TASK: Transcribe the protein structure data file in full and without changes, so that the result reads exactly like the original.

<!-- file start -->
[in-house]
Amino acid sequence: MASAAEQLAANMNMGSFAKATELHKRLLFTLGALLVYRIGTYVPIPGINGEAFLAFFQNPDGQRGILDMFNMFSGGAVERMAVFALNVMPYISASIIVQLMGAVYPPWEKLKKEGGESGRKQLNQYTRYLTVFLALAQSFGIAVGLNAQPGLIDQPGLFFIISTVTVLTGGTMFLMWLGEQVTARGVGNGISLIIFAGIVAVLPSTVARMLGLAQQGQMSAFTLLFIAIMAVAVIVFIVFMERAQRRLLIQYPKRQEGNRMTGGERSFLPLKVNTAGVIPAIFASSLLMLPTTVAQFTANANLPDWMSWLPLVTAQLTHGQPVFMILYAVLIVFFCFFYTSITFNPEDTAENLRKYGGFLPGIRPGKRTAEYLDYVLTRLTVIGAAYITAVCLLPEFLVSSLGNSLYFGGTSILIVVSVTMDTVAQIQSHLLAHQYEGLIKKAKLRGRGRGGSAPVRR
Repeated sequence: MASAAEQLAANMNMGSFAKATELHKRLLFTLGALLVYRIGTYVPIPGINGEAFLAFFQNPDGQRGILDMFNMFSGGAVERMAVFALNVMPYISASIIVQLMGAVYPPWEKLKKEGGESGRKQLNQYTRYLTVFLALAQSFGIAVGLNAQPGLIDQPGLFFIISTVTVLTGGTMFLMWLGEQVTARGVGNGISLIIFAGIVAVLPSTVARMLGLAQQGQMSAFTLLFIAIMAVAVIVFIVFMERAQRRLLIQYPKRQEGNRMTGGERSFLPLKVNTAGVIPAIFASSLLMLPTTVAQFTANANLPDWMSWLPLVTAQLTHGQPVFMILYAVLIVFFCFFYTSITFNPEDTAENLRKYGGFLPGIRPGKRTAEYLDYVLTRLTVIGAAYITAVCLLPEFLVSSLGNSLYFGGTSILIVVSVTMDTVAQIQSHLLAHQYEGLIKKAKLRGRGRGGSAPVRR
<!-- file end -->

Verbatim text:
[in-house]
Amino acid sequence: MASAAEQLAANMNMGSFAKATELHKRLLFTLGALLVYRIGTYVPIPGINGEAFLAFFQNPDGQRGILDMFNMFSGGAVERMAVFALNVMPYISASIIVQLMGAVYPPWEKLKKEGGESGRKQLNQYTRYLTVFLALAQSFGIAVGLNAQPGLIDQPGLFFIISTVTVLTGGTMFLMWLGEQVTARGVGNGISLIIFAGIVAVLPSTVARMLGLAQQGQMSAFTLLFIAIMAVAVIVFIVFMERAQRRLLIQYPKRQEGNRMTGGERSFLPLKVNTAGVIPAIFASSLLMLPTTVAQFTANANLPDWMSWLPLVTAQLTHGQPVFMILYAVLIVFFCFFYTSITFNPEDTAENLRKYGGFLPGIRPGKRTAEYLDYVLTRLTVIGAAYITAVCLLPEFLVSSLGNSLYFGGTSILIVVSVTMDTVAQIQSHLLAHQYEGLIKKAKLRGRGRGGSAPVRR
Repeated sequence: MASAAEQLAANMNMGSFAKATELHKRLLFTLGALLVYRIGTYVPIPGINGEAFLAFFQNPDGQRGILDMFNMFSGGAVERMAVFALNVMPYISASIIVQLMGAVYPPWEKLKKEGGESGRKQLNQYTRYLTVFLALAQSFGIAVGLNAQPGLIDQPGLFFIISTVTVLTGGTMFLMWLGEQVTARGVGNGISLIIFAGIVAVLPSTVARMLGLAQQGQMSAFTLLFIAIMAVAVIVFIVFMERAQRRLLIQYPKRQEGNRMTGGERSFLPLKVNTAGVIPAIFASSLLMLPTTVAQFTANANLPDWMSWLPLVTAQLTHGQPVFMILYAVLIVFFCFFYTSITFNPEDTAENLRKYGGFLPGIRPGKRTAEYLDYVLTRLTVIGAAYITAVCLLPEFLVSSLGNSLYFGGTSILIVVSVTMDTVAQIQSHLLAHQYEGLIKKAKLRGRGRGGSAPVRR